•**Textbook**: Greenlaw, Steven A., and Timothy Taylor. Principles of Microeconomics. Houston, TX: OpenStax.

Full academic year

**Periods per week**: 5 (45 Minutes each)

No Prerequisites

AP Microeconomics is a college-level course that introduces students to the principles of economics that apply to the functions of individual economic decision-makers. The course also develops students’ familiarity with the operation of product and factor markets, distributions of income, market failure, and the role of government in promoting greater efficiency and equity in the economy. Students learn to use graphs, charts, and data to analyze, describe, and explain economic concepts**College Course Weight**

AP Microeconomics is equivalent to a one-semester introductory college course in economics.

• **Textbook**: Calculus I With Pre-Calculus, Larson

Full academic year

Periods per week: 5 (45 Minutes each)

Recommended Prerequisites: Prospective calculus students should take courses in which they study algebra, geometry, trigonometry, analytic geometry, and elementary functions. These functions include linear, polynomial, rational, exponential, logarithmic, trigonometric, inverse trigonometric, and piecewise-defined functions

AP Calculus AB is an introductory college-level calculus course. Students cultivate their understanding of differential and integral calculus through engaging with real-world problems represented graphically, numerically, analytically, and verbally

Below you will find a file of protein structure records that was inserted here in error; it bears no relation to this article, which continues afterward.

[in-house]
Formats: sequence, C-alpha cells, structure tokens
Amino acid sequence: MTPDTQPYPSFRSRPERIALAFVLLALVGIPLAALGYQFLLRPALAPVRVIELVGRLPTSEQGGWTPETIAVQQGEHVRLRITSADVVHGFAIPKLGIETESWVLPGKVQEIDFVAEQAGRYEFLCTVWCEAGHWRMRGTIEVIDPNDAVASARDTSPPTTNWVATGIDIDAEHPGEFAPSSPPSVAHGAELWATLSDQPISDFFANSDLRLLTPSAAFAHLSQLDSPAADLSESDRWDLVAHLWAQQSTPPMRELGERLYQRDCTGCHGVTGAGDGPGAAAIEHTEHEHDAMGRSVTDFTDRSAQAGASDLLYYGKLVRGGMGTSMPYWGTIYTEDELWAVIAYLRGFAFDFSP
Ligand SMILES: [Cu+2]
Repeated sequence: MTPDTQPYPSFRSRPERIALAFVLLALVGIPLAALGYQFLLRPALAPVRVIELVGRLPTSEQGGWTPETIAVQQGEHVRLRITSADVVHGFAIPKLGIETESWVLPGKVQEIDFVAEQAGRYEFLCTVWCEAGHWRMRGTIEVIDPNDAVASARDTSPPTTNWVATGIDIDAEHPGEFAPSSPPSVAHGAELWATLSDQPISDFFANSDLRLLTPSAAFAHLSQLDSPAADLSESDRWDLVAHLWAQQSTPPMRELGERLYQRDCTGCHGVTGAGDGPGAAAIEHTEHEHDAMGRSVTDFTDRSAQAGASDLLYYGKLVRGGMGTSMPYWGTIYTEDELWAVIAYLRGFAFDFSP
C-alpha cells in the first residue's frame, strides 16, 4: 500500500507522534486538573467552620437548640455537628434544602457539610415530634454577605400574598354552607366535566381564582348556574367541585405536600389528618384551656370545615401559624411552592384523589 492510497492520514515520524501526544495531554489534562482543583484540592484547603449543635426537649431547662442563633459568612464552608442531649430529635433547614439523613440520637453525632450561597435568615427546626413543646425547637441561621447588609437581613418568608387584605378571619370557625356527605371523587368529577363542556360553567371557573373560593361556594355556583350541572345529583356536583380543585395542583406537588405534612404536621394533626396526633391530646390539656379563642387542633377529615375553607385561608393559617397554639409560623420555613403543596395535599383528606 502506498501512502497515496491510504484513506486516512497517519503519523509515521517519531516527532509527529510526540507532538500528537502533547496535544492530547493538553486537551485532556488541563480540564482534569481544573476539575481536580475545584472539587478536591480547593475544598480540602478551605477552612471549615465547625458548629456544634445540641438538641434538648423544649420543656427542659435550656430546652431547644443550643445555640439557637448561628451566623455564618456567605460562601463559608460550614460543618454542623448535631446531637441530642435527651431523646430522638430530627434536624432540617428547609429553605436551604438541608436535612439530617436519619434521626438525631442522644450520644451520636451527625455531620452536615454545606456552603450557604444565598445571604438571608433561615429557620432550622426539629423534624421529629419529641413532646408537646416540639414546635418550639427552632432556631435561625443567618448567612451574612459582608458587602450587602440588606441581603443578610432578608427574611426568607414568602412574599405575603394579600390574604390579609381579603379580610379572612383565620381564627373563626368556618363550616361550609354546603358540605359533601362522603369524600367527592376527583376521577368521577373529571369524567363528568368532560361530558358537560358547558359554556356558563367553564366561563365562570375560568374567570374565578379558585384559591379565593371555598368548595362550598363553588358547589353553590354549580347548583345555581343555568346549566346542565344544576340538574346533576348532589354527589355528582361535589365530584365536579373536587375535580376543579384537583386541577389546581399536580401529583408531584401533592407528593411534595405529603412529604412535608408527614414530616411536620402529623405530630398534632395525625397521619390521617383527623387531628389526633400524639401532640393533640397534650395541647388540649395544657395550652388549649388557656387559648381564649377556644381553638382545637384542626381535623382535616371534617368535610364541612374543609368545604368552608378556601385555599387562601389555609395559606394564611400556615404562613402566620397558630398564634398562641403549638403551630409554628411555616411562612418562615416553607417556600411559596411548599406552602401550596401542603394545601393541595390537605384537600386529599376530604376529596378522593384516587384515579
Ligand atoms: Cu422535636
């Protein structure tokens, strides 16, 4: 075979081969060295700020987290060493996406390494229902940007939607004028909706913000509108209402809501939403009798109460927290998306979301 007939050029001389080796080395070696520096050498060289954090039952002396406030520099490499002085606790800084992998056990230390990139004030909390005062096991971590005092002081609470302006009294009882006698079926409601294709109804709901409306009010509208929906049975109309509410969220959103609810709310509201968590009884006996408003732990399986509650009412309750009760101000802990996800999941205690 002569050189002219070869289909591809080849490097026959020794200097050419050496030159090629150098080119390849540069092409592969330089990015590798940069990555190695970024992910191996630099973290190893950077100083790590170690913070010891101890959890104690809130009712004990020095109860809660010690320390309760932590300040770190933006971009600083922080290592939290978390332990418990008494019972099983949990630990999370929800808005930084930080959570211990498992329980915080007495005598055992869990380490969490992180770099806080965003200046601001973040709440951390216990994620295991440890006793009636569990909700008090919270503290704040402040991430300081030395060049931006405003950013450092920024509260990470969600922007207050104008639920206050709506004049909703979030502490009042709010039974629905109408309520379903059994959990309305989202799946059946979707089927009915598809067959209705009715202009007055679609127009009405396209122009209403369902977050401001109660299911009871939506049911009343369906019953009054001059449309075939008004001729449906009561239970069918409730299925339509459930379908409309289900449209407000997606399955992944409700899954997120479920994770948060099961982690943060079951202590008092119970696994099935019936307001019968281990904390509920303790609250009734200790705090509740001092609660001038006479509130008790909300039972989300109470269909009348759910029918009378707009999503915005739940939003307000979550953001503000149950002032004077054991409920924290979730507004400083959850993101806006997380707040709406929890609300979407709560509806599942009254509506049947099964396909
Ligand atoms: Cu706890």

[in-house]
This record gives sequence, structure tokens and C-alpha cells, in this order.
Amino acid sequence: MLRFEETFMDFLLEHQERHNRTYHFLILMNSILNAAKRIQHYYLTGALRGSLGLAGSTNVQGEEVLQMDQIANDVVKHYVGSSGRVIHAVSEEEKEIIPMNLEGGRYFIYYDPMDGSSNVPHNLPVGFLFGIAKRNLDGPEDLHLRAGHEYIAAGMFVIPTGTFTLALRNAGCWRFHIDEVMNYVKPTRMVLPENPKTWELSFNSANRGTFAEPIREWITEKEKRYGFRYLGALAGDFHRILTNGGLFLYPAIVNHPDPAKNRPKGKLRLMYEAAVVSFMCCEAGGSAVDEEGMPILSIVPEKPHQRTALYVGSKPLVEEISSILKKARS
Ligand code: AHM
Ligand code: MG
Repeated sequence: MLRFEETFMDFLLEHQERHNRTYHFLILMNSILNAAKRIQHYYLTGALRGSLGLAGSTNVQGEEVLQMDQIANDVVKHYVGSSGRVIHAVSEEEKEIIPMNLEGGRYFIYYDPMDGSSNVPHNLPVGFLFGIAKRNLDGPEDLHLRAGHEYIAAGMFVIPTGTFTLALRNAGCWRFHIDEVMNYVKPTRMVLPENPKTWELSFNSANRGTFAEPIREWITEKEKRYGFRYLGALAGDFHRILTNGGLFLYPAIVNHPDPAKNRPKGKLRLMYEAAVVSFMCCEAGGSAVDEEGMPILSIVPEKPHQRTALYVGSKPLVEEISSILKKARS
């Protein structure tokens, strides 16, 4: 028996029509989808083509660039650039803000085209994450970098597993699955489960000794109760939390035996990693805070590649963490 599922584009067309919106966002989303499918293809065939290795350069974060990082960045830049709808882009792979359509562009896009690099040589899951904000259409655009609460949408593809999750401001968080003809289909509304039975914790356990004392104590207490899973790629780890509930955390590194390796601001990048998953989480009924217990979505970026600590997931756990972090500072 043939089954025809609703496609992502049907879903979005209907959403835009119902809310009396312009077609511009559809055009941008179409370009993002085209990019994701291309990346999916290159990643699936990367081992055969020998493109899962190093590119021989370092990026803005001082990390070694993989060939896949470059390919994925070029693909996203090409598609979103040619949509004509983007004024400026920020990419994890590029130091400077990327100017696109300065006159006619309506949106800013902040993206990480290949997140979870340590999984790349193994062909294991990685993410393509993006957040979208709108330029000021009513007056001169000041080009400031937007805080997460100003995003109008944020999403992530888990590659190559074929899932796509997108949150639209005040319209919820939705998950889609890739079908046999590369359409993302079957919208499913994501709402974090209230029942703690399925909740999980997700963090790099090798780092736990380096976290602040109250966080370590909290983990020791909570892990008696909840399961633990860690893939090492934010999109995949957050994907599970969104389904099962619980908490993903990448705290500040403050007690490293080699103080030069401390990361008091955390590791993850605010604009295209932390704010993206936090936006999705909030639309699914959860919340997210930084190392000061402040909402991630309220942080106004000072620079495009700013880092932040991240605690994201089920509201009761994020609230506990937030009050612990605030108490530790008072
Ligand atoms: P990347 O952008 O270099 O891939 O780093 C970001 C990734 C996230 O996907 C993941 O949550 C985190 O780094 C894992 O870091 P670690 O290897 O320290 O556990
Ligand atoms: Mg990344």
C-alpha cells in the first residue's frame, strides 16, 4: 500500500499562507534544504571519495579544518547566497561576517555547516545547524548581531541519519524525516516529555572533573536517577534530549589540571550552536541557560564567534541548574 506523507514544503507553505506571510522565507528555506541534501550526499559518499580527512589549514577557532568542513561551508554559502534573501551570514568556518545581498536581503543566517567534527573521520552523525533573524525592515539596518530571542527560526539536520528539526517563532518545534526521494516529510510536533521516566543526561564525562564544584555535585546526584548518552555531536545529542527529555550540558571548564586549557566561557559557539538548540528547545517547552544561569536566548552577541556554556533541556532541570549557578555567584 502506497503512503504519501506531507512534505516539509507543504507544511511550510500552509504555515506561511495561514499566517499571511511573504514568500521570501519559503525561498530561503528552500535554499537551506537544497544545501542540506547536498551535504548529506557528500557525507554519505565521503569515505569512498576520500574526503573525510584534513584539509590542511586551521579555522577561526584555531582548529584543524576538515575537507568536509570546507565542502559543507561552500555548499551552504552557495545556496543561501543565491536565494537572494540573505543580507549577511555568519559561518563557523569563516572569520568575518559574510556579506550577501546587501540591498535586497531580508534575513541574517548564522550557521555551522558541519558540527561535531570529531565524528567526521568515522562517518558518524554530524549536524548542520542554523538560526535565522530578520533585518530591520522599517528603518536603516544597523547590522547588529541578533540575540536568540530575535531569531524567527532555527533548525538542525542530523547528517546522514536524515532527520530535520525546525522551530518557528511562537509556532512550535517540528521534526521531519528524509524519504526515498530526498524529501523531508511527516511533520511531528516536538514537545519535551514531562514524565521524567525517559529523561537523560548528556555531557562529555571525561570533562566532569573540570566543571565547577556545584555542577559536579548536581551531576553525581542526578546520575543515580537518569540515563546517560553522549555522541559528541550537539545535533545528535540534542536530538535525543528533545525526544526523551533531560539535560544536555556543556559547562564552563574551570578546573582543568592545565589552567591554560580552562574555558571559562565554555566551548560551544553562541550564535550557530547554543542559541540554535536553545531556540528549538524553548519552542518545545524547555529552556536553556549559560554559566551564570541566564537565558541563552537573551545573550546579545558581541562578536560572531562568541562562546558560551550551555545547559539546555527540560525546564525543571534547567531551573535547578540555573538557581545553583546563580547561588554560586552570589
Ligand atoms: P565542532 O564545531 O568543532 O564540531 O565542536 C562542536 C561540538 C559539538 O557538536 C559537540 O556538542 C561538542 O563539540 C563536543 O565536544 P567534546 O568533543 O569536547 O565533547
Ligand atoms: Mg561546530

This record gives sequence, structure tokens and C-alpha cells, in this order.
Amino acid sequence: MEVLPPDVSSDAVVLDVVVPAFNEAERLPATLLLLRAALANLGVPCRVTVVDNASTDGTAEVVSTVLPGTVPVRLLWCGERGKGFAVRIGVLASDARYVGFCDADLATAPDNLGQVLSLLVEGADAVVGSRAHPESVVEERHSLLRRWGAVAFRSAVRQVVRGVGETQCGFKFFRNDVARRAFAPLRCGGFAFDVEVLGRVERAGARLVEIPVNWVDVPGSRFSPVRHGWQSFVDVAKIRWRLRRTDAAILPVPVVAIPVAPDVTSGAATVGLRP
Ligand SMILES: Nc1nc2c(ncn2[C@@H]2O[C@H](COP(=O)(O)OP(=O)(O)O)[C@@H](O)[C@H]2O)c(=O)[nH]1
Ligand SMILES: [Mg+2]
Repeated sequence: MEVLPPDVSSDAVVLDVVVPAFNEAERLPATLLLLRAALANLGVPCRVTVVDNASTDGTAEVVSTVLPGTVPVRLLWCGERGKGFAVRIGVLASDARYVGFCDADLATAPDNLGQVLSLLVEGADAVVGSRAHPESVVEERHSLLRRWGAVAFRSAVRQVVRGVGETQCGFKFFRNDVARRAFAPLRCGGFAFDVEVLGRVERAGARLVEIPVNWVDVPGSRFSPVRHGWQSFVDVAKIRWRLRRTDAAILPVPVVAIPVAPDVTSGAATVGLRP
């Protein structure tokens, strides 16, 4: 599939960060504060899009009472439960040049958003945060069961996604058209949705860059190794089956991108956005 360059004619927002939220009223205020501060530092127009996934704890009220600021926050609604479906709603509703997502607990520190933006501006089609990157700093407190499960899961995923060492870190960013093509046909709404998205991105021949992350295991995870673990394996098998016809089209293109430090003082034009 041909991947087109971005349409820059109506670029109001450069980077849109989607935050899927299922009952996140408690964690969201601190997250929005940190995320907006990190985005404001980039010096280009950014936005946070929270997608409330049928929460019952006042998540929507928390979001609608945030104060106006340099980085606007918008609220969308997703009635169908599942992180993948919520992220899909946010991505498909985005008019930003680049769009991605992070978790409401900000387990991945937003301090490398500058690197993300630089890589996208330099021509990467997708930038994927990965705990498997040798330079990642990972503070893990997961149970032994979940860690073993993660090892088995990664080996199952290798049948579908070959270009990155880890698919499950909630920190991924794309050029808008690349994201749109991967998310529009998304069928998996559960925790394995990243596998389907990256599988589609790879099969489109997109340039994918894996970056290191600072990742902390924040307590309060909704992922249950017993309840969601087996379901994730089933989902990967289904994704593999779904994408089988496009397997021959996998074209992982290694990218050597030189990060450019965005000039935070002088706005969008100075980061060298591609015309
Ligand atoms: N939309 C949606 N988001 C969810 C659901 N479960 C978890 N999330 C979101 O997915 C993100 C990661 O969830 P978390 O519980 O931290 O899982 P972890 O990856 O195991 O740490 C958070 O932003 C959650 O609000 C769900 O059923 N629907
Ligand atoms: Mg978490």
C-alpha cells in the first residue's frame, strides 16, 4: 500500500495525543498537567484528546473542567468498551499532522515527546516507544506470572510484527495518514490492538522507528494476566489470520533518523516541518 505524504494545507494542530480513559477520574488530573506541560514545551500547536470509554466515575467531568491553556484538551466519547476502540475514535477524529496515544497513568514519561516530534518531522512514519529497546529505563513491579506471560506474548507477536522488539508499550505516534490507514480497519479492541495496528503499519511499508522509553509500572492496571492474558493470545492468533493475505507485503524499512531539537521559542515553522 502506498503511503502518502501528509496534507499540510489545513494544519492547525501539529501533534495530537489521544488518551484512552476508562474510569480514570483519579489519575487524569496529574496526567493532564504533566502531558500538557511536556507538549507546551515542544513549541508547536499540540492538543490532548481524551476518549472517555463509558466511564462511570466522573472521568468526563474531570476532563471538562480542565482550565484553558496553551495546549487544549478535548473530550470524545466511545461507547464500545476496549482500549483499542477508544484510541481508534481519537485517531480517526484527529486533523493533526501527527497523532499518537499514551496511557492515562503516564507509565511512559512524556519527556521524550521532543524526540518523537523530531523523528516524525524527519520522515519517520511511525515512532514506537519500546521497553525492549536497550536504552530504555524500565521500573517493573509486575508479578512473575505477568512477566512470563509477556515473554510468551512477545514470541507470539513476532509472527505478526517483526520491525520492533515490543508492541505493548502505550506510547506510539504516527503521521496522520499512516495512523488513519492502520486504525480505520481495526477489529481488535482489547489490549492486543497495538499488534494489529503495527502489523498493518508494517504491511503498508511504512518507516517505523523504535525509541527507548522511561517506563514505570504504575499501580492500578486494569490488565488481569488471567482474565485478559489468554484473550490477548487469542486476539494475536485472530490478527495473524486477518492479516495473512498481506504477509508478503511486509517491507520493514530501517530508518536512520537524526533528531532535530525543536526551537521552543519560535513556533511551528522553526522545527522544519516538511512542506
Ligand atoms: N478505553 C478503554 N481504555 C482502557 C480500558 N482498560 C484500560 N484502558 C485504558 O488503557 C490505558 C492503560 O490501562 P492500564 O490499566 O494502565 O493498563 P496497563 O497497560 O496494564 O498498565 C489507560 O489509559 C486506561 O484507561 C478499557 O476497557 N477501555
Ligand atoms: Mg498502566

and using definitions and theorems to build arguments and justify conclusions as they explore concepts like change, limits, and the analysis of functions.

**College Course Weight**

AP Calculus AB is designed to be the equivalent of a first semester college calculus course. Depending on college.

• Textbook: Calculus I With Pre-Calculus, Larson

Full academic year

Periods per week: 6 (45 Minutes each)

Recommended Prerequisites: Prospective calculus students should take courses in which they study algebra, geometry, trigonometry, analytic geometry, and elementary functions. These functions include linear, polynomial, rational, exponential, logarithmic, trigonometric, inverse trigonometric, and piecewise-defined functions AP Calculus BC is designed to be the equivalent to both first and second semester college calculus courses. AP Calculus BC applies the content and skills learned in AP Calculus AB to parametrically defined curves, polar curves, and vector-valued functions; develops additional integration techniques and applications; and introduces the topics of sequences and series.

College Course Weight

AP Calculus BC is designed to be the equivalent to both first and second semester college calculus courses.

• **Textbook**: Campbell, A. Malcolm, Laurie J. Heyer, and Christopher J. Paradise. Integrating Concepts in Biology. 2018. Trunity, Inc.

Full academic year

Periods per week: 6 (45 minutes each)